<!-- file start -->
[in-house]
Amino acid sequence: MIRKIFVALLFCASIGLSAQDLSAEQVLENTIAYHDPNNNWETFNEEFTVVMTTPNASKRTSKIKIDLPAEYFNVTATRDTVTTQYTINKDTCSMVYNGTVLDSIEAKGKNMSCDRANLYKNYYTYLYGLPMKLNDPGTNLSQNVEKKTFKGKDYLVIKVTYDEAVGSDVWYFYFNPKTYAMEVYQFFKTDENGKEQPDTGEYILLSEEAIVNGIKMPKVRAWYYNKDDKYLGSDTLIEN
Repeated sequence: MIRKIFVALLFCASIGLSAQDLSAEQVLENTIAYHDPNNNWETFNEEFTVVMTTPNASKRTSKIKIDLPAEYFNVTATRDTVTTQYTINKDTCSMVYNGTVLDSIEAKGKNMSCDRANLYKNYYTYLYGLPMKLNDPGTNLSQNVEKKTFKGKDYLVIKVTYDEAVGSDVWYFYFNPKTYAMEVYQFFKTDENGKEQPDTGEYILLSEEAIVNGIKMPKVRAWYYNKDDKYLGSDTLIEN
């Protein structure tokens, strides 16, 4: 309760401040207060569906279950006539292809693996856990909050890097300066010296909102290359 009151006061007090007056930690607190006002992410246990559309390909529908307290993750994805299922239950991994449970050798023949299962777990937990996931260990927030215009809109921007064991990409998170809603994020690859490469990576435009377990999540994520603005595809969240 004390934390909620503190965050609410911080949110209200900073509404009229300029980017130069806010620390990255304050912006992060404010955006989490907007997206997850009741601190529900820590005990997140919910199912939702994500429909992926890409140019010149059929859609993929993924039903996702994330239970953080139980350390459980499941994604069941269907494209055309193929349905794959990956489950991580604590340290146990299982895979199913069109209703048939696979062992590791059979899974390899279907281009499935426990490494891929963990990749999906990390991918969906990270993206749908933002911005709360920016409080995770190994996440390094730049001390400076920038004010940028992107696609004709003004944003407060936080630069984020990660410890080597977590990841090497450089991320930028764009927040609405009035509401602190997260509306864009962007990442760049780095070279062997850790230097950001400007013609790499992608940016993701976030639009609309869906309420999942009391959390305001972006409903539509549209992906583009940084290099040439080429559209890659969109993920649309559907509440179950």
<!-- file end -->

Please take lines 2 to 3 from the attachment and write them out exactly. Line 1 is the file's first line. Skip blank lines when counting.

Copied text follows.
Amino acid sequence: MIRKIFVALLFCASIGLSAQDLSAEQVLENTIAYHDPNNNWETFNEEFTVVMTTPNASKRTSKIKIDLPAEYFNVTATRDTVTTQYTINKDTCSMVYNGTVLDSIEAKGKNMSCDRANLYKNYYTYLYGLPMKLNDPGTNLSQNVEKKTFKGKDYLVIKVTYDEAVGSDVWYFYFNPKTYAMEVYQFFKTDENGKEQPDTGEYILLSEEAIVNGIKMPKVRAWYYNKDDKYLGSDTLIEN
Repeated sequence: MIRKIFVALLFCASIGLSAQDLSAEQVLENTIAYHDPNNNWETFNEEFTVVMTTPNASKRTSKIKIDLPAEYFNVTATRDTVTTQYTINKDTCSMVYNGTVLDSIEAKGKNMSCDRANLYKNYYTYLYGLPMKLNDPGTNLSQNVEKKTFKGKDYLVIKVTYDEAVGSDVWYFYFNPKTYAMEVYQFFKTDENGKEQPDTGEYILLSEEAIVNGIKMPKVRAWYYNKDDKYLGSDTLIEN